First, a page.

Pending Sales of Existing Homes in U.S. Rise Less Than Forecast

Contracts to purchase previously owned U.S. homes rose less than forecast in December, indicating more tempered progress in residential real estate early this year.

The index of pending home sales rose 0.1 percent after a revised 1.1 percent decline in November that was weaker than previously estimated, figures from the Washington-based National Association of Realtors showed Thursday. The median forecast in a Bloomberg survey called for 0.9 percent December gain.

The report shows the market is constrained by rising property prices and a limited supply of listed homes. At the same time, steady job creation and mortgage rates that remain near historically low levels should help support demand.

“While sustained job creation is spurring more activity compared to a year ago, the ability to find available homes in affordable price ranges is difficult for buyers in many job creating areas,” NAR chief economist Lawrence Yun said in a statement. “With homebuilding still grossly inadequate, steady price appreciation and tight supply conditions aren’t going away any time soon.”

Estimates in the Bloomberg survey of 38 economists ranged from a drop of 2 percent to a gain of 4 percent. The Realtors’ group previously reported a November decline of 0.9 percent.

By Region

The warmest December on record helped elevate prospective homebuyer traffic in the Northeast, the only region to show a gain in contract signings. Pending sales rose 6.1 percent in that area, while they fell 2.1 percent in the West and 1.1 percent in the Midwest.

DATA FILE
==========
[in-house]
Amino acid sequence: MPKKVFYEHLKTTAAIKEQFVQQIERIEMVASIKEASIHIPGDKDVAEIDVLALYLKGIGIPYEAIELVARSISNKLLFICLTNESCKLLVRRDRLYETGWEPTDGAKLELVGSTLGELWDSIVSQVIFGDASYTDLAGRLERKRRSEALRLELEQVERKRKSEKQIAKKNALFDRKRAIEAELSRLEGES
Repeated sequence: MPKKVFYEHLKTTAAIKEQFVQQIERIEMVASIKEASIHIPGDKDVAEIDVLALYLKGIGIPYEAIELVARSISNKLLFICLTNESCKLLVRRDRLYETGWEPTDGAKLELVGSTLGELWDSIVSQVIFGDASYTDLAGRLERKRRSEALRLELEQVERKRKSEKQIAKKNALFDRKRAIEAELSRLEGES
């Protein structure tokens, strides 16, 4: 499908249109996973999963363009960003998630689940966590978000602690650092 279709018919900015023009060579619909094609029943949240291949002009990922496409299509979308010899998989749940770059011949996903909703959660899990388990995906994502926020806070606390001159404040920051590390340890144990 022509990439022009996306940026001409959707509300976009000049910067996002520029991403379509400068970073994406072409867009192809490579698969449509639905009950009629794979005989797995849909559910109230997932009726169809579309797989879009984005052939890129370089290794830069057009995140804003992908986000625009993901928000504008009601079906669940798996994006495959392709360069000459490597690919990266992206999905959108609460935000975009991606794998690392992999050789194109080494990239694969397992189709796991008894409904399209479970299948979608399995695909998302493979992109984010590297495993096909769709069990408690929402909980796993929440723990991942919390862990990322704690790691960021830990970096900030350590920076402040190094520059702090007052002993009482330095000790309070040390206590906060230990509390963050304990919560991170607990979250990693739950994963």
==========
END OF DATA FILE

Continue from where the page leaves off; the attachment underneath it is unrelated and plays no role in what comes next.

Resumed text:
Compared with a year earlier, the index increased 3.1 percent on an unadjusted basis, after a 4.9 percent advance in the prior 12-month period.

The pending sales gauge was 106.8 on a seasonally adjusted basis, the second-weakest since January 2015. A reading of 100 corresponds to the average level of contract activity in 2001, or “historically healthy” home-buying traffic, according to the NAR.

Economists consider pending sales a leading indicator because they track contract signings. Purchases of existing homes are tabulated when a deal closes, typically a month or two later. Resales make up more than 90 percent of the housing market, with new-home purchases accounting for the rest.

Existing-Home Sales

Home resales jumped in December by the most on record, wrapping up the best year since 2006, the Realtors’ data showed this month. The surge was helped in part by the warmer weather and industry adjustments to new mortgage regulations that had delayed closings a month earlier.

The Federal Reserve this week opened the door to a change in their outlook for the economy, and possibly a slower pace of interest-rate hikes that would make a move in March less likely. Policy makers said they still expect to raise borrowing costs at a “gradual” pace while watching to see how the global economy and markets impact the U.S. outlook.

The average rate on a 30-year fixed mortgage was 3.81 percent in the week ended Jan. 21, down from 3.97 percent in mid-December, according to Freddie Mac.

“The silver lining from the market turmoil in recent weeks is the fact that mortgage rates have slightly declined,” Yun said. “Buyers looking to close on a home before the spring buying season begins may be rewarded with a mortgage rate at or below 4 percent.”

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